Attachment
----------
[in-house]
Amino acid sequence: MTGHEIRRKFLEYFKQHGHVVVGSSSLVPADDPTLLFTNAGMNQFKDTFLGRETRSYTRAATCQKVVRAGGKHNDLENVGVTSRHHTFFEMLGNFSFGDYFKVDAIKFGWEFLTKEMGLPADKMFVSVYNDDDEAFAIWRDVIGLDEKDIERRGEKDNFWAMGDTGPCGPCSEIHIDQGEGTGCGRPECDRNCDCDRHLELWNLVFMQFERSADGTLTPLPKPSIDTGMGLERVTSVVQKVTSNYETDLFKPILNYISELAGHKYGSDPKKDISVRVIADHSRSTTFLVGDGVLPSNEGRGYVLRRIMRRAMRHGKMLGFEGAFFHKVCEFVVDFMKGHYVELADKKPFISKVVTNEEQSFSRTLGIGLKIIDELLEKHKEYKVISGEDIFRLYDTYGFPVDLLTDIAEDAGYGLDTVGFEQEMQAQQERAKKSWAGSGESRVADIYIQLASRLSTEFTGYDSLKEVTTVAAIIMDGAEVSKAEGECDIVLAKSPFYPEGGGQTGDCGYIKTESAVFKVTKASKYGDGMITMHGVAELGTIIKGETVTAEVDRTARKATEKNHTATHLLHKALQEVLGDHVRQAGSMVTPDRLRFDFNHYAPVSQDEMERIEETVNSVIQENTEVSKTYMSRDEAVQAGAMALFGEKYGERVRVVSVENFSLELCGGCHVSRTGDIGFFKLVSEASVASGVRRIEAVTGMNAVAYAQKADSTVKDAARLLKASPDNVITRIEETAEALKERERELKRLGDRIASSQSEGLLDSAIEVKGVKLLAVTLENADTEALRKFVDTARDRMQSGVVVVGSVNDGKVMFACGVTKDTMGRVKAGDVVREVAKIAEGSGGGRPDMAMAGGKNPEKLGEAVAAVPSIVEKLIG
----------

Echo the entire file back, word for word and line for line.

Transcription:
[in-house]
Amino acid sequence: MTGHEIRRKFLEYFKQHGHVVVGSSSLVPADDPTLLFTNAGMNQFKDTFLGRETRSYTRAATCQKVVRAGGKHNDLENVGVTSRHHTFFEMLGNFSFGDYFKVDAIKFGWEFLTKEMGLPADKMFVSVYNDDDEAFAIWRDVIGLDEKDIERRGEKDNFWAMGDTGPCGPCSEIHIDQGEGTGCGRPECDRNCDCDRHLELWNLVFMQFERSADGTLTPLPKPSIDTGMGLERVTSVVQKVTSNYETDLFKPILNYISELAGHKYGSDPKKDISVRVIADHSRSTTFLVGDGVLPSNEGRGYVLRRIMRRAMRHGKMLGFEGAFFHKVCEFVVDFMKGHYVELADKKPFISKVVTNEEQSFSRTLGIGLKIIDELLEKHKEYKVISGEDIFRLYDTYGFPVDLLTDIAEDAGYGLDTVGFEQEMQAQQERAKKSWAGSGESRVADIYIQLASRLSTEFTGYDSLKEVTTVAAIIMDGAEVSKAEGECDIVLAKSPFYPEGGGQTGDCGYIKTESAVFKVTKASKYGDGMITMHGVAELGTIIKGETVTAEVDRTARKATEKNHTATHLLHKALQEVLGDHVRQAGSMVTPDRLRFDFNHYAPVSQDEMERIEETVNSVIQENTEVSKTYMSRDEAVQAGAMALFGEKYGERVRVVSVENFSLELCGGCHVSRTGDIGFFKLVSEASVASGVRRIEAVTGMNAVAYAQKADSTVKDAARLLKASPDNVITRIEETAEALKERERELKRLGDRIASSQSEGLLDSAIEVKGVKLLAVTLENADTEALRKFVDTARDRMQSGVVVVGSVNDGKVMFACGVTKDTMGRVKAGDVVREVAKIAEGSGGGRPDMAMAGGKNPEKLGEAVAAVPSIVEKLIG